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Who are the experts?

07/06/2022

By Manon Williams.

I am not often shocked. I view myself as a woman of the world and I’ve been lucky enough to see a little of the world. I’ve negotiated deals with multinational company CEOs, Zulu chiefs and grannies wanting a raffle ticket on the cheap because they’d quite like that luxury pamper-hamper on offer. However, I felt my heart pounding as I listened to a presentation from a GP about the roll-out of health services in Wales and his take, as a local health professional, on the fallout from health board re-organisation.

The fact that almost floored me (thank goodness for strong chairs) was that the GP out-of-hours rate in Wales is £53 per hour. Feel free to correct me, and him, if we’re wrong. Racing through my mind was that Carers’ Allowance is £55.55 per week if you care for someone for 35 hours a week or more.

And let's not forget, to get your £55.55 bonanza payment you mustn't be in full time education (21 hrs a week or more, which excludes most students) nor earn £100 a week post tax. Hands up if you would take a job on those rates and if you would bother trying to better yourself through education knowing that studying meant you would be worse off financially?

And woe betide you if you try to claim other benefits as well, the DWP will probably try to take Carers’ Allowance off you. Even though you are a proven expert, probably through chance not choice, in the care of the person you care for. Medication, sorted. Incontinence pad, sorted. Getting up three times a night and I’m completely knackered, sorted. No money to pay the gas bill, erm. Giving up your life and having little or no support, sorted.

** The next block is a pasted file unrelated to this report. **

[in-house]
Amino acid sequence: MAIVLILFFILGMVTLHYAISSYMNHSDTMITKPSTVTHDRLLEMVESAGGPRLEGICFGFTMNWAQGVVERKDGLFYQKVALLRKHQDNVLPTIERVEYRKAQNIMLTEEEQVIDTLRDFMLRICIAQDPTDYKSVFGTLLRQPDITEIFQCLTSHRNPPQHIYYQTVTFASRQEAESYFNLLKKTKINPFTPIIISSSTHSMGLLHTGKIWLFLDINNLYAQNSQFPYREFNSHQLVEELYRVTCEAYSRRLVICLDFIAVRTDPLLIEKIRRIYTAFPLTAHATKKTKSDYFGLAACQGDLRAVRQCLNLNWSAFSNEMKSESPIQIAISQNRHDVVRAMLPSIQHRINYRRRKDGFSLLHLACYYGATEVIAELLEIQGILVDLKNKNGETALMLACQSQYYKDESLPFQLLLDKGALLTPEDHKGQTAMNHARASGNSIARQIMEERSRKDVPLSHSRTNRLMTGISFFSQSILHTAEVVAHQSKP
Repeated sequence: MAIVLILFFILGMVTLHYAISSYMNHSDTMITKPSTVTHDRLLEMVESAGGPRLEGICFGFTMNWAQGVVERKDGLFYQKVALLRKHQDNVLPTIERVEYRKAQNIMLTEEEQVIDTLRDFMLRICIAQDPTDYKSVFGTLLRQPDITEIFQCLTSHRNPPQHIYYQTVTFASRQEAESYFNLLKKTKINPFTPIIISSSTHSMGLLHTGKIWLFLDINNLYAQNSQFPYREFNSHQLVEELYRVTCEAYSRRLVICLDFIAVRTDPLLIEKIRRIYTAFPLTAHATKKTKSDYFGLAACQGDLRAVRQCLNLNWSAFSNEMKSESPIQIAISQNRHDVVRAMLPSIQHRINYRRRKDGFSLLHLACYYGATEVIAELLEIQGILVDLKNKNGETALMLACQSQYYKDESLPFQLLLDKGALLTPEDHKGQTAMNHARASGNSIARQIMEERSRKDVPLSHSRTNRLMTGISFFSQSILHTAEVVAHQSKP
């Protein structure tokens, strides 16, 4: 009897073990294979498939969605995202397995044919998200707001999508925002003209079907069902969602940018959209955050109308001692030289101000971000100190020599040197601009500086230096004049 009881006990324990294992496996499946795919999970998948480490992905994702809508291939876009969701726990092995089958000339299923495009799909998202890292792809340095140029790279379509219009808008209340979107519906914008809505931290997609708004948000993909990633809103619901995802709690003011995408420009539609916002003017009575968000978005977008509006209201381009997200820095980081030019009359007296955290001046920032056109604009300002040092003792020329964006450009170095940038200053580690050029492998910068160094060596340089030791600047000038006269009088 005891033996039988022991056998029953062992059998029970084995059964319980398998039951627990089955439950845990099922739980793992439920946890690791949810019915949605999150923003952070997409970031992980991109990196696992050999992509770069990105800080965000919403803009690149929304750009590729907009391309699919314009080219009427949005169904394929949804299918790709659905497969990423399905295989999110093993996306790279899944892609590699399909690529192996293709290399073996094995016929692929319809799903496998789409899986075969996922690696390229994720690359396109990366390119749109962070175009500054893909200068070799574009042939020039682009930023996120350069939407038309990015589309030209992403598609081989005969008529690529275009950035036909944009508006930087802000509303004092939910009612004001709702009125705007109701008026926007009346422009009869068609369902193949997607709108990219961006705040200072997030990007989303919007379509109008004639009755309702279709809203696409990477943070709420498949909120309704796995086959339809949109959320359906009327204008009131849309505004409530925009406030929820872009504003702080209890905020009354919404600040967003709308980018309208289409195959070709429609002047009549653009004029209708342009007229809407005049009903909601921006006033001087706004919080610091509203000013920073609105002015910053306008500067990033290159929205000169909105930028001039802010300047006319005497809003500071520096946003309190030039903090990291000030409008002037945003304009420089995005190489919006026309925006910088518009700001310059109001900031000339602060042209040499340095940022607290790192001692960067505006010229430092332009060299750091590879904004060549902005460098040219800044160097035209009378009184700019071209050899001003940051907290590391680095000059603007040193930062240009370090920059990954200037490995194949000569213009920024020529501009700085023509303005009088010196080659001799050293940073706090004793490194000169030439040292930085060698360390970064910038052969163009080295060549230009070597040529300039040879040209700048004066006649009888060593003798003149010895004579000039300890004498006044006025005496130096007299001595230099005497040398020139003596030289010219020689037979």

If you aren’t sure about the value of carers to Wales, consider this:

£7.72 billion per annum is saved in Wales because of the care that carers provide (University of Leeds and Carers UK research, 2011).

“Saved”, yeah, right. Yes, it’s crazy that we’d expect the statutory and third sector health and social care services to step in and provide this pound value of care, but what if they had to?

Let’s consider a few hours, between 1 and 4pm tomorrow, when all carers in Wales say, “Enough already. I’m off to live my life, do what I really want to do and you – statutory and third sector health and social care services – have to just deal with it.”

Do you hear that grinding, nails-down-a-chalkboard screech?

That is that sound of reality, the sound of community care coming to a halt. It will never happen because carers will never give up on those they care for. And the state knows that. And the state knows it cannot deliver the personalised (ie based on assessment of need) and community (ie Aberdaron isn’t anywhere near Aberdare) agenda it has to make happen.

Wales can’t do it without the unfaltering, almost unconditional support of the health and social care sector. There are a great many good people in that sector and they must, must be supported to do what is best for communities. It is not about money for carers – they don’t mind who pays for and delivers services, it is the quality and equitability that matter - and welfare benefits are a means to an end. “Give us the recognition we deserve”, is the cry.

And so to collaboration. All well and good, but the oft-mentioned ‘Berlin Wall’ between health and social services is still graffiti-ridden and far from coming down. The sledgehammers are being built in the forge of time and trust. The third sector has made in-roads, but its house is not quite in order and it is as guilty of rhetoric-over-action as the statutory sector it seeks to blame.

There is a way, and its roots are strong and growing. It is growing in the local starting compost of goodwill and needs an injection of national political will, with a mind to piling on the good stuff (not manure) to ensure full and productive growth. Who wouldn’t invest in proper, well-planned community health and social care when it means saving almost £8 billion a year?